The National Gallery of Art announced today that the museum has acquired a signature contemporary artwork of the 1990s—and thumped the Hirshhorn Museum and Sculpture Garden in the process.
Janine Antoni‘s “Lick and Lather” (1993–94) is a textbook example of new sculptural practice. It’s a set of self-portrait busts that the artist cast in chocolate and soap and finished by licking and bathing. With this piece, Antoni undermines the timeless nature of the classical marble bust by using materials that aren’t designed to stand the test of time. Her fugitive portraits are essential, even iconic feminist artworks.
That’s why the Hirshhorn picked up a pair of Antoni’s “Lick and Lather” busts in 2001. The museum included the piece in “At the Hub of Things,” a recent re-hanging of the museum’s permanent collection for the Hirshhorn’s 40th anniversary. In February 2015, the Hirshhorn hosted Antoni for a talk about using her hair, tongue, and even her eyelashes to make work. “I washed myself with myself and fed myself with myself,” she said of “Lick and Lather.”
So it came as a surprise to see the National Gallery of Art acquire a work that the Hirshhorn has trumpeted so recently. But where the Hirshhorn has two “Lick and Lather” busts, the National Gallery picked up 14: seven busts in chocolate and seven busts in soap. The National Gallery’s iteration is the only extant edition that includes 14 total busts, according to the museum.
Antoni first debuted “Lick and Lather” at the Venice Biennale in 1993; the Hirshhorn showed the 14-bust edition in a sprawling exhibit on beauty in 1999. These sculptures are not easy: A few years after the Hirshhorn acquired its edition of “Lick and Lather” (in 2001), the soap bust began to deteriorate. The work was “reconstituted” in 2007, and later, in 2011, Hirshhorn sculpture conservator Gwynne Ryan led a team that worked with the artist and her studio on a new plan for reconstructing Antoni’s soap busts. Not just for the museum’s copy, but for the future of the work. (Smithsonian magazine ran a detailed account of the process to coincide with Antoni’s talk at the Hirshhorn.)
The National Gallery’s acquisition of a 14-bust “Lick and Lather” suggests that the Hirshhorn’s pair is in some sense incomplete. If the Hirshhorn had already owned all seven soap and seven chocolate busts, it seems doubtful that the National Gallery would make the same purchase. “Lick and Lather” is the odd work that exists in different forms. The San Francisco Museum of Modern Art also owns a two-bust version; still a different two-bust edition is currently on view at the newly opened Met Breuer in New York. Both the LP and EP editions, so to speak, have their upsides. Two busts makes for a more iconic presentation: one is lick, one is lather. On the other hand, fourteen busts shows the variety in Antoni’s “carving” and how much sweat and saliva went into the making the project. And the classical presentation will resonate at the National Gallery. (“Lick and Lather” belongs in the West Building, by the way, not the modernist East Building.)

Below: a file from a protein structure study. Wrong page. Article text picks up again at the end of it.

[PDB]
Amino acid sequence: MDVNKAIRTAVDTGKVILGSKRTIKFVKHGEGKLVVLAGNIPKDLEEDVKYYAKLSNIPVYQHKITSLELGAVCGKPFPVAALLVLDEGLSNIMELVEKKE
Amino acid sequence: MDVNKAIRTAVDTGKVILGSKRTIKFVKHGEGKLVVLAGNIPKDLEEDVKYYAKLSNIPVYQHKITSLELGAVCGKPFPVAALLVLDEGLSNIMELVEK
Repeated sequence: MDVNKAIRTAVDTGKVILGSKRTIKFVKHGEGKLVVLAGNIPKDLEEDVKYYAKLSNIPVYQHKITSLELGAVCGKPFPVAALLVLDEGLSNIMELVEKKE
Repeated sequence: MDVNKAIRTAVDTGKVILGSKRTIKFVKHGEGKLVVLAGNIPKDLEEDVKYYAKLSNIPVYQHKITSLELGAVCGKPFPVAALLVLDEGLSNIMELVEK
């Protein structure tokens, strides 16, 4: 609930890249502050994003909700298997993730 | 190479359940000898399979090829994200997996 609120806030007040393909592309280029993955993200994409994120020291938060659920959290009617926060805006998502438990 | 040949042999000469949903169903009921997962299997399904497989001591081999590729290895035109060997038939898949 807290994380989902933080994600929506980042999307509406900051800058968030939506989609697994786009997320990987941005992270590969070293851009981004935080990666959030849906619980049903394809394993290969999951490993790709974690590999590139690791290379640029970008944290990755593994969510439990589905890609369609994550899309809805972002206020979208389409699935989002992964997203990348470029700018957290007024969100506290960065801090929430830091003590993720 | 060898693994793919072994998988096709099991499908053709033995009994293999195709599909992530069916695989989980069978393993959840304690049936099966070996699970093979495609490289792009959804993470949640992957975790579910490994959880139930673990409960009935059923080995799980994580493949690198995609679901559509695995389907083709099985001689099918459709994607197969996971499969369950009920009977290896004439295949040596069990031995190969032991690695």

Antoni’s project isn’t the only thing over which the two museums have crossed swords (however politely). The Hirshhorn named Theaster Gates as a trustee in September 2015 and tapped the social-practice artist to serve as impresario for its 40th-anniversary party in New York last fall. But the artist’s first major show in D.C. will be hosted by the National Gallery and curated by Sarah Newman.
Now, it’s hardly a problem for either these museums or their viewers that both institutions are collecting Antoni. Both museums should be collecting Antoni. Perhaps two museums owning the same major contemporary artwork boosts the chances that “Lick and Lather” will be on view somewhere in D.C.—although, in the long run, the city would be better served by a deeper and broader distribution of her works.
The only real issue with the National Gallery’s pick-up—and it is ultimately a minor one—is that the National Gallery is eating the Hirshhorn’s lunch. The Hirshhorn invested heavily in “Lick and Lather”: Conservators worked with the artist, soap-makers, and even a soap chemist to create at least 20 different soaps to try to find a long-term fix for Antoni’s busts. (“Lick and Lather” is also the odd work in that the artist would rather see the piece rebuilt than watch the original deteriorate.) The National Gallery benefits in a major way from the years of work that Ryan and other Hirshhorn conservators put into securing a future for Antoni’s unstable busts. “Lick and Lather” is an easier acquisition today as a result. Credit where credit is due.
This post has been updated.